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  • Jack Lomas

To what extent is inequality needed in the UK economy?

Currently, the UK has a Gini co-efficient value of around 0.4. This means that a large proportion of the UK’s income is earned by the top percentage of society. Although the UK’s inequality isn’t as bad as countries such as South Africa with a value of 0.63, it is still unequal and a problem in today's society.

Firstly, it could be argued that inequality is needed in our society. With some people being richer than others, it creates an incentive for people to work hard and to take risks such as starting a business. If there was no inequality, then people wouldn’t want to leave their current jobs and there would be a lack of hard work and thus, productivity would fall. This could reduce real GDP since our total output could be lower. Furthermore, it could be argued that an equal society isn’t equitable because it is not fair to reward somebody who works long hours in a high skilled job the same as somebody who works in a low skilled job. Therefore, we need inequality in order for people to be incentivised to work hard, achieve good qualifications to earn a higher income. Without it, the quality of the labour will decrease since education isn’t likely to be taken seriously and as a result, our long-run trend rate of growth could decrease.

However, it could be argued that wealth inequality disincentivises those from deprived areas. This is because they have a lack of opportunity with a lower quality of education, meaning that they are already at a disadvantage when aiming for good qualifications. This is present for those especially with learning difficulties, who may be able to get the help they need at a private school. Therefore, they are discouraged from getting a high level of education since the possibility of them achieving it is slim. Furthermore, inequality can limit economic growth in an economy. This is because poorer people have a higher marginal propensity to consume, meaning that for every 1 extra pound of disposable income they earn, they will spend a high percentage of it. This means that consumption in the economy is limited and thus, aggregate demand is reduced. This means that real GDP is limited. In addition, with an unequal distribution of income, there will be more people with a low income. This can increase absolute poverty since some people’s incomes may be so low that they cannot afford basic necessities such as food or water. This means that inequality can result in low living standards for those who earn less, and with the UK’s current inflation rate of 6.7%, they are likely to suffer massively with the low income that they earn being worth less as time passes.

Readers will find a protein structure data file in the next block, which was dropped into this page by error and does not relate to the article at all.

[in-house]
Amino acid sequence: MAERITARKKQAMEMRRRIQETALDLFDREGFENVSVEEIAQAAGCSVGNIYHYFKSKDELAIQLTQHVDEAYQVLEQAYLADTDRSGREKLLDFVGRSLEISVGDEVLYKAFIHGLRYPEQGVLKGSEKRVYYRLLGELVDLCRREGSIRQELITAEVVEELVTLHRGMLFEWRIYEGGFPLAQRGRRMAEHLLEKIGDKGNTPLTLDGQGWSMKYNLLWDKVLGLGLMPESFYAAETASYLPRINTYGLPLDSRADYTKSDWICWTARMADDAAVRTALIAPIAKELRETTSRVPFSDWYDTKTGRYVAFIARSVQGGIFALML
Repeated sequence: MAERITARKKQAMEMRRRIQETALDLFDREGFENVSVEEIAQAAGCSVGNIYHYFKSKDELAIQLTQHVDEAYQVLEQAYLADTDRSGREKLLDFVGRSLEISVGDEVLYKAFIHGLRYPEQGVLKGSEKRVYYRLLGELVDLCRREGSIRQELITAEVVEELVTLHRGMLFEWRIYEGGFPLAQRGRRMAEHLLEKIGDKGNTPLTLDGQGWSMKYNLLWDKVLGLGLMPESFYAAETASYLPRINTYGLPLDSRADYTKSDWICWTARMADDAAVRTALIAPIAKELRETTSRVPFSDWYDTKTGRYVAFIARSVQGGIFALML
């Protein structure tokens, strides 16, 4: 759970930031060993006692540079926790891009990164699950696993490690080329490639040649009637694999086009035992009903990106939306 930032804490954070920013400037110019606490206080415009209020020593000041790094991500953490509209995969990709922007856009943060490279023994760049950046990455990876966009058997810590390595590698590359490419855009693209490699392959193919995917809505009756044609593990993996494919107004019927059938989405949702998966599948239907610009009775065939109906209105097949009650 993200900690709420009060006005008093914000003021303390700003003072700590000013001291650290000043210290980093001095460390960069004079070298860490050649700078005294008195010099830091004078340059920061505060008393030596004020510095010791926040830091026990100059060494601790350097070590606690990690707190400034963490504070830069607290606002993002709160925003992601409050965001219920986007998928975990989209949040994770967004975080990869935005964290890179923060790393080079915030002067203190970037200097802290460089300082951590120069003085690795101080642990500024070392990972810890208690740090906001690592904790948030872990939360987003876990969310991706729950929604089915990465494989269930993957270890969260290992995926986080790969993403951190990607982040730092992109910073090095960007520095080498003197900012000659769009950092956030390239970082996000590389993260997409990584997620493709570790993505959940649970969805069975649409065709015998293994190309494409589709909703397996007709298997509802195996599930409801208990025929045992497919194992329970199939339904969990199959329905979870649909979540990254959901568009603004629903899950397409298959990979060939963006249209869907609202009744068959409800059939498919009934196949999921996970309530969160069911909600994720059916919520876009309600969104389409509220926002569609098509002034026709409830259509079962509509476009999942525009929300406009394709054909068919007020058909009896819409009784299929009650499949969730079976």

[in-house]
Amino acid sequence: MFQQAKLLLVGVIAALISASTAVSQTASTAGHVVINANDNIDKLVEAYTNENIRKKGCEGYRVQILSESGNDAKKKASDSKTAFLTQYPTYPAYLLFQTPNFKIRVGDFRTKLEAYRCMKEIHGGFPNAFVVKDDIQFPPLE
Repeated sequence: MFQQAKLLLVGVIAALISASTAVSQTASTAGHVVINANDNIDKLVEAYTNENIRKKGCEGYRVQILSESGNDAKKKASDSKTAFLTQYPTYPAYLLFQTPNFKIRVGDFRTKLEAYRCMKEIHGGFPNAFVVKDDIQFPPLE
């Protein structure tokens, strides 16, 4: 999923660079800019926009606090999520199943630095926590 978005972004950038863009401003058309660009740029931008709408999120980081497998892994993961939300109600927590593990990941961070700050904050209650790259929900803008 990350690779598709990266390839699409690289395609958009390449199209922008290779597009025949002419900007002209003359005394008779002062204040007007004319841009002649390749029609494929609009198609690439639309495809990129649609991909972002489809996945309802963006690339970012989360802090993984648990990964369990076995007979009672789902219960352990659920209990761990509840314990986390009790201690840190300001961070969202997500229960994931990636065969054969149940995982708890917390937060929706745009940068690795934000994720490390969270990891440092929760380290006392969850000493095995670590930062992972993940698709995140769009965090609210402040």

Overall, it could be argued that we should have inequality to some extent in order for people to be encouraged to work harder and to achieve a greater standard of living for themselves as a reward. However, taking steps to reduce the UK’s Gini- coefficient would likely have the impact of reducing absolute poverty, and thus the lack of opportunity that people in deprived areas have.


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Jack Lomas is a student at Altrincham Grammar school for boys. He is currently studying economics at A level and hopes to continue his studies at university. The subject of inequality particularly interests him as it is an issue with no definitive answer and is always up for debate due to its trade-offs.

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